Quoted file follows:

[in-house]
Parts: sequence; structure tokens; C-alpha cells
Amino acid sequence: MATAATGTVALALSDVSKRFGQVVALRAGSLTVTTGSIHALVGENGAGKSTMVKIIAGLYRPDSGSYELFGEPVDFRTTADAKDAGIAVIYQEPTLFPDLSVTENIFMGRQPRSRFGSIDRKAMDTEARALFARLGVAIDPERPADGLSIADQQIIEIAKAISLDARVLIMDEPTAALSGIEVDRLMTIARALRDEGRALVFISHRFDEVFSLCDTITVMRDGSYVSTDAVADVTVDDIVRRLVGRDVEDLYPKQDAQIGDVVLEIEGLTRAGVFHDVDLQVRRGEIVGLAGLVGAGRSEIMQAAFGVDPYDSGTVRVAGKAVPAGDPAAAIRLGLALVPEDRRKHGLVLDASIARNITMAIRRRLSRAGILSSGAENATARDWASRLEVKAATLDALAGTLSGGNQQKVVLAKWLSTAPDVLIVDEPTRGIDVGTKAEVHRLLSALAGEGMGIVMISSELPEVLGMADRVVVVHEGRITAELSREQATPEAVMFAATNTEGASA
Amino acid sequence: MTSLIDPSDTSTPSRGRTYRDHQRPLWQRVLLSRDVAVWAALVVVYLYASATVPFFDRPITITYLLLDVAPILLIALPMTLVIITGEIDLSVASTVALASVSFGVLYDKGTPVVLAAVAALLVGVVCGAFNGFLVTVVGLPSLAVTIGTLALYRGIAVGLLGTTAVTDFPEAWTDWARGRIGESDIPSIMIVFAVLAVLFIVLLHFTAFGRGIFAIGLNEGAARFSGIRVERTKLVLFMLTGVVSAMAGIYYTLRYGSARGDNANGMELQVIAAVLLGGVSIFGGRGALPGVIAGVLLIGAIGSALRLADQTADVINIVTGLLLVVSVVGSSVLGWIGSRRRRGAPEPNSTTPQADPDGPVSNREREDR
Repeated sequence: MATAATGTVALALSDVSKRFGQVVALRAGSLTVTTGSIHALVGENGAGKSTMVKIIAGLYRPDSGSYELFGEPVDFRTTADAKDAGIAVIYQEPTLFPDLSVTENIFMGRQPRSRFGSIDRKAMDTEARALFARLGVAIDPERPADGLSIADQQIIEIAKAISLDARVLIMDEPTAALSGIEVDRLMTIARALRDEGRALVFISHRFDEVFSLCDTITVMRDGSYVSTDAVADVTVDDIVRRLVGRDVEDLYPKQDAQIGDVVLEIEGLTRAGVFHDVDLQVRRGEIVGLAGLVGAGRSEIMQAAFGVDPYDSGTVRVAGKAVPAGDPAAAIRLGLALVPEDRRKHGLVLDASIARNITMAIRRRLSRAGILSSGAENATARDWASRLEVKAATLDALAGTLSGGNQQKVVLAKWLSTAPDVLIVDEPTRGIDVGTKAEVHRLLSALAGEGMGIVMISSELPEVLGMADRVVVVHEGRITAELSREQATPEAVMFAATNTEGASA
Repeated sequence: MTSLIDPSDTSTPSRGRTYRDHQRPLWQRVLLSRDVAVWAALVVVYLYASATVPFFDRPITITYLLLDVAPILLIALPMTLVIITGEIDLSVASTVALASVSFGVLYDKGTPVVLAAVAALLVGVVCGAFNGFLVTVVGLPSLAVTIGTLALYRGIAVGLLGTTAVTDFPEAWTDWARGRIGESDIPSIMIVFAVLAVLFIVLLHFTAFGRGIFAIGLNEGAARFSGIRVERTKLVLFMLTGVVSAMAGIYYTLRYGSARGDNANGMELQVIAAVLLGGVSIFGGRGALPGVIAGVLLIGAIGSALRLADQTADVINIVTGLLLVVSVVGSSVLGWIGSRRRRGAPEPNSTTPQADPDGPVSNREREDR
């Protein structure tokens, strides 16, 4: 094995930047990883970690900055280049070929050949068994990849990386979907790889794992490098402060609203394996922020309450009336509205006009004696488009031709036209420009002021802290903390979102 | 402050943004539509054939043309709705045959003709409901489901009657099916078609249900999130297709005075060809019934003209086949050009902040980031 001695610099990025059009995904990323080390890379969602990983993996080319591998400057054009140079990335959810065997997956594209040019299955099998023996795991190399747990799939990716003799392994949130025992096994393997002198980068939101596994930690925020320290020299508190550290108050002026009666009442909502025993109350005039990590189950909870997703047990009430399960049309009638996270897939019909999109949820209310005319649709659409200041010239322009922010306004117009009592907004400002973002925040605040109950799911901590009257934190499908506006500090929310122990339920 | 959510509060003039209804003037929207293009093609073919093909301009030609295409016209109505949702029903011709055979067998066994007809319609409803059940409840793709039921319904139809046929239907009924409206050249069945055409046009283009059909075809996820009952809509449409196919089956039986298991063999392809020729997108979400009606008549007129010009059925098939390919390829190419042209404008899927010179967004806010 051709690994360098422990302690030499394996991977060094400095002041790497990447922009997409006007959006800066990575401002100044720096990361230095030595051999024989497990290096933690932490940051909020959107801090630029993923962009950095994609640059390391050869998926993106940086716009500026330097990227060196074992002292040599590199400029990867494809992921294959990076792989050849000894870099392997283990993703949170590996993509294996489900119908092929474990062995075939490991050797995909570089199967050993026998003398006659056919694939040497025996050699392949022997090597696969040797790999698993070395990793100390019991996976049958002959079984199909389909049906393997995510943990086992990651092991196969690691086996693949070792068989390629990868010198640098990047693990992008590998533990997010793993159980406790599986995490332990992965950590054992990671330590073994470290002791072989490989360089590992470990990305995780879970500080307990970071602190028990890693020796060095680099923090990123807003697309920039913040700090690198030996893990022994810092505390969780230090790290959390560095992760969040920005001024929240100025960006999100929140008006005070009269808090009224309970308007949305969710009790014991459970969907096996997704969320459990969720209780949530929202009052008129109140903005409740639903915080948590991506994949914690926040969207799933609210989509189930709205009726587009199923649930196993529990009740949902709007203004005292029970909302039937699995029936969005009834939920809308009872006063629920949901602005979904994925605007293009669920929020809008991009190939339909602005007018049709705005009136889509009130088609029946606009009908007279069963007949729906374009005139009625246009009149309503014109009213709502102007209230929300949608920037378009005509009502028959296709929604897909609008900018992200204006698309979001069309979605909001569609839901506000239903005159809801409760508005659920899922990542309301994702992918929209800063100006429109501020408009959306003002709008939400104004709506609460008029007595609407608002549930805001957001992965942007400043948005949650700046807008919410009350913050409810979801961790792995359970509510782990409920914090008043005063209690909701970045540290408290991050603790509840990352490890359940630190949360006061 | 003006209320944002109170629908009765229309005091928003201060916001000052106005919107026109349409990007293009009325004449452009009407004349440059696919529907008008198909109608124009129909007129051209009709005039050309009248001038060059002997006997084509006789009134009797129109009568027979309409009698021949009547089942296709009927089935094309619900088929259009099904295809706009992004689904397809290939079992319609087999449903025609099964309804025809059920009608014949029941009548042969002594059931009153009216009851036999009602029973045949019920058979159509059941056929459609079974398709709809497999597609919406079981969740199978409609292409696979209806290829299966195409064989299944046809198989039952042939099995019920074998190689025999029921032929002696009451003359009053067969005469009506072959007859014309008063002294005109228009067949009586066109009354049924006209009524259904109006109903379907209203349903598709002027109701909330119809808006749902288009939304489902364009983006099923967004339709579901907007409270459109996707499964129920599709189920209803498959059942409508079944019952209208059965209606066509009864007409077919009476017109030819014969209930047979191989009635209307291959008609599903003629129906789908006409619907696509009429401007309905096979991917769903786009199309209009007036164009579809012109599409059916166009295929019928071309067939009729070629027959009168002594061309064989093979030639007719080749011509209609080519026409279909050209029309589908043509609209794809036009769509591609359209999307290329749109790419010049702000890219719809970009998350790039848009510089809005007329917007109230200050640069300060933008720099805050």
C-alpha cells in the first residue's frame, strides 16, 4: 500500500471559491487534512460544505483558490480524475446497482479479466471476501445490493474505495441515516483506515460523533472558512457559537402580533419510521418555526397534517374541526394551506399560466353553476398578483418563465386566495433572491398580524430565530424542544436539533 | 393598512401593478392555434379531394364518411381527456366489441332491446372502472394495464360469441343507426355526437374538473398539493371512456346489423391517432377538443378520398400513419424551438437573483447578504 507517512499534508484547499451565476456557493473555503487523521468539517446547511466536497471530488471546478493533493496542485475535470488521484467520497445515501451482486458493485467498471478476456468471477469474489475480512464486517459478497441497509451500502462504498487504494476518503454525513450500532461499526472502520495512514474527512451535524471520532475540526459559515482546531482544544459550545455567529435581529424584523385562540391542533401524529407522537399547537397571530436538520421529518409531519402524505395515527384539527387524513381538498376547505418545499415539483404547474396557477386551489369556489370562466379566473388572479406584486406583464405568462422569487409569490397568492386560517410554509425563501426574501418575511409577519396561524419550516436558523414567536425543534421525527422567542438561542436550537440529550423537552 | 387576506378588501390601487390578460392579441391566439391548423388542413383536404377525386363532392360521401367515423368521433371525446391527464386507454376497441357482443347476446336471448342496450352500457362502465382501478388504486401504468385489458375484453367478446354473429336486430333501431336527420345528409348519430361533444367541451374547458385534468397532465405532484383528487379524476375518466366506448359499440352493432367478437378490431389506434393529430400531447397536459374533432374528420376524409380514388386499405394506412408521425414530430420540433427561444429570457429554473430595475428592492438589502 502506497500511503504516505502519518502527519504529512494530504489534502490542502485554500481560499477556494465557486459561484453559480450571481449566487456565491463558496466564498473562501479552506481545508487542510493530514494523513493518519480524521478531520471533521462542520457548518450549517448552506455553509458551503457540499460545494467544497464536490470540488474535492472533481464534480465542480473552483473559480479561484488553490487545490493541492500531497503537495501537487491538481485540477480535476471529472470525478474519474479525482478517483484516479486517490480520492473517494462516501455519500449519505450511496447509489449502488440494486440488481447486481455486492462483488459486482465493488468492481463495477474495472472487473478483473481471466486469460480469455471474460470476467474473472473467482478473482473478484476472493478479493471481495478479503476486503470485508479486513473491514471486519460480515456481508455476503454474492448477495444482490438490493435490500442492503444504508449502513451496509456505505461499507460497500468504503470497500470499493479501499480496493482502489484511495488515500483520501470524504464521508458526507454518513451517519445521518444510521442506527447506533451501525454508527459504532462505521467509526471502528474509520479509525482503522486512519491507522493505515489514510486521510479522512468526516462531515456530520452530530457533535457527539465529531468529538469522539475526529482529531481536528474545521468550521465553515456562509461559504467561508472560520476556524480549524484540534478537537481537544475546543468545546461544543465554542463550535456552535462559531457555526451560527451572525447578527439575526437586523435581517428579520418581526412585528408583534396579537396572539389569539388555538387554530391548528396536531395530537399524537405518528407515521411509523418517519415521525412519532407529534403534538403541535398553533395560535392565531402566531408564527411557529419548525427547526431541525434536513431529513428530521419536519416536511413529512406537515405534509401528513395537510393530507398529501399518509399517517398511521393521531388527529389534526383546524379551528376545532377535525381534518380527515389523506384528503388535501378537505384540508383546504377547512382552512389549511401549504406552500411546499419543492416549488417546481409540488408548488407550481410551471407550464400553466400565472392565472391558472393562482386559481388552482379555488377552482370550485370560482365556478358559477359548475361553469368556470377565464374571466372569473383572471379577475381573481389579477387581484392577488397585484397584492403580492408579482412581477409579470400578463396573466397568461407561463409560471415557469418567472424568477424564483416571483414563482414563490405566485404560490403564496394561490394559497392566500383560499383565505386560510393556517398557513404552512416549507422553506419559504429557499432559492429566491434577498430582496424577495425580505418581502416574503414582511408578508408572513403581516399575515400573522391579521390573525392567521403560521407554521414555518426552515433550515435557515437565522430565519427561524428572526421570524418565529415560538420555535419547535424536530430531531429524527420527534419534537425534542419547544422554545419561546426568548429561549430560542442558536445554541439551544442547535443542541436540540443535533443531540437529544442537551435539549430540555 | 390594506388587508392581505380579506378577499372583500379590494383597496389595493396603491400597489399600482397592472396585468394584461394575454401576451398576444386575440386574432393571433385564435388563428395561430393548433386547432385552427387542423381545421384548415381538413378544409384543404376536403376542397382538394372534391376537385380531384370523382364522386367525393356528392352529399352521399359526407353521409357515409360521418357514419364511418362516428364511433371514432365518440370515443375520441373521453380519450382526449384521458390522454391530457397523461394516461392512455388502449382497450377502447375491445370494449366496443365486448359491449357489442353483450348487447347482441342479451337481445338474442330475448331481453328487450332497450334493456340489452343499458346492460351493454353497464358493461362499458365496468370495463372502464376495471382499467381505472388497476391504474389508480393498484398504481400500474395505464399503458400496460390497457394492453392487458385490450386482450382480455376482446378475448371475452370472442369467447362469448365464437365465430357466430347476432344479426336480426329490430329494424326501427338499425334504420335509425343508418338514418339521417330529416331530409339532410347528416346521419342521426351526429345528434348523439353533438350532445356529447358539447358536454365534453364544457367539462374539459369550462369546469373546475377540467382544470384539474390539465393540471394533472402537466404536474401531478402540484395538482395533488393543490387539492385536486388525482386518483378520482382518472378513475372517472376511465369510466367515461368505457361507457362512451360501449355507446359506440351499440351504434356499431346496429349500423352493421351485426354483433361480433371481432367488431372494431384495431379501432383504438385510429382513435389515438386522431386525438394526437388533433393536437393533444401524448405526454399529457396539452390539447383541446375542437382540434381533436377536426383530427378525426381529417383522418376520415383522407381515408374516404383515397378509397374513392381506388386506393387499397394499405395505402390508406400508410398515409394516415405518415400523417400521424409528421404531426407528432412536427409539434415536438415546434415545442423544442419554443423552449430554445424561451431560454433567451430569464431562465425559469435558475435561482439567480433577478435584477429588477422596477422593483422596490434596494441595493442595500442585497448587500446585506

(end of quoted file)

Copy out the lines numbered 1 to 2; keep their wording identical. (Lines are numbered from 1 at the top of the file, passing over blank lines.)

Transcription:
[in-house]
Parts: sequence; structure tokens; C-alpha cells